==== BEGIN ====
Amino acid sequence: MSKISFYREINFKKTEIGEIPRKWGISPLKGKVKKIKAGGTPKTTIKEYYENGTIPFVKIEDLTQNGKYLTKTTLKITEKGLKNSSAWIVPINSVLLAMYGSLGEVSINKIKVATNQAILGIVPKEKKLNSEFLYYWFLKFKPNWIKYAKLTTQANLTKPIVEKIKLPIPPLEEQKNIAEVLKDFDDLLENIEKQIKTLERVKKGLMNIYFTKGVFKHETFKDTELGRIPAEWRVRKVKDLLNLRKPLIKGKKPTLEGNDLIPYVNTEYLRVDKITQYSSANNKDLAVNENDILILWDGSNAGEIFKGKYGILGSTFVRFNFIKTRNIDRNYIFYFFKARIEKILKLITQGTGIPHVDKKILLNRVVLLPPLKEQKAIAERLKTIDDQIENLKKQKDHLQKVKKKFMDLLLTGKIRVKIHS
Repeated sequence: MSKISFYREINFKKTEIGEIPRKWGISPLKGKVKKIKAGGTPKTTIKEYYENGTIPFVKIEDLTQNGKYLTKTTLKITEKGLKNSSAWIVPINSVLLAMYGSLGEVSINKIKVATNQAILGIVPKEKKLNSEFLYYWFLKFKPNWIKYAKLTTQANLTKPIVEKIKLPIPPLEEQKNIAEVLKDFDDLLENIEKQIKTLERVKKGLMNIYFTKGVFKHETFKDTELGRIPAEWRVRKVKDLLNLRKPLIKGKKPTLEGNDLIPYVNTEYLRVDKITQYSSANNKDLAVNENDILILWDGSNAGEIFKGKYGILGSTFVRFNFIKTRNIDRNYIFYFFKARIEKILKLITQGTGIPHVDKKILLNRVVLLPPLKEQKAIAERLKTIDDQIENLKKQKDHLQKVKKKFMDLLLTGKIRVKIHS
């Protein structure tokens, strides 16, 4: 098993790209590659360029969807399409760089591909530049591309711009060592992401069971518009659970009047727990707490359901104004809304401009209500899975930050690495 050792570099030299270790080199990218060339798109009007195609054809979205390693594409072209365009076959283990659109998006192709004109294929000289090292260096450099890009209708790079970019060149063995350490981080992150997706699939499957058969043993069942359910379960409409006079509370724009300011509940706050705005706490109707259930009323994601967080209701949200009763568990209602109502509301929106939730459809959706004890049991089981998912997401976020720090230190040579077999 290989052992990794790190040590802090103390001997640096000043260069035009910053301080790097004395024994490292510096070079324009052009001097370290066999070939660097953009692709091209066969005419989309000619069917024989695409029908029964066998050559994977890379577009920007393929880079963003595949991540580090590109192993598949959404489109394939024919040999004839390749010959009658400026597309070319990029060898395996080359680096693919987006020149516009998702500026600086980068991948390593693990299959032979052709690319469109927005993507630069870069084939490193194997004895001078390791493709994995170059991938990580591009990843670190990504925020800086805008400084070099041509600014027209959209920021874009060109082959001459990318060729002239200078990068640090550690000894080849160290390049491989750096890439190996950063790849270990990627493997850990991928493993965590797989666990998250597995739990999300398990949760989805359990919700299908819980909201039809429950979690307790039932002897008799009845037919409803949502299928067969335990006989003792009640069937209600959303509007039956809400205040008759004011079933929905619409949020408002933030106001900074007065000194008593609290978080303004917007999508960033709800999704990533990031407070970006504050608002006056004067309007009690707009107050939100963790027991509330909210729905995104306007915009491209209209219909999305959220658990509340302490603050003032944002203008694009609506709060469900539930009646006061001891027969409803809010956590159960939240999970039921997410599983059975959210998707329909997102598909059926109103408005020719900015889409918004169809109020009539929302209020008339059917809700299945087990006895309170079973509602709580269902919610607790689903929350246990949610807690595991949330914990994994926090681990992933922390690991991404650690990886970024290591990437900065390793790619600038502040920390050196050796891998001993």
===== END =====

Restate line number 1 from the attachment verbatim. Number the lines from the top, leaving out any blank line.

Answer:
Amino acid sequence: MSKISFYREINFKKTEIGEIPRKWGISPLKGKVKKIKAGGTPKTTIKEYYENGTIPFVKIEDLTQNGKYLTKTTLKITEKGLKNSSAWIVPINSVLLAMYGSLGEVSINKIKVATNQAILGIVPKEKKLNSEFLYYWFLKFKPNWIKYAKLTTQANLTKPIVEKIKLPIPPLEEQKNIAEVLKDFDDLLENIEKQIKTLERVKKGLMNIYFTKGVFKHETFKDTELGRIPAEWRVRKVKDLLNLRKPLIKGKKPTLEGNDLIPYVNTEYLRVDKITQYSSANNKDLAVNENDILILWDGSNAGEIFKGKYGILGSTFVRFNFIKTRNIDRNYIFYFFKARIEKILKLITQGTGIPHVDKKILLNRVVLLPPLKEQKAIAERLKTIDDQIENLKKQKDHLQKVKKKFMDLLLTGKIRVKIHS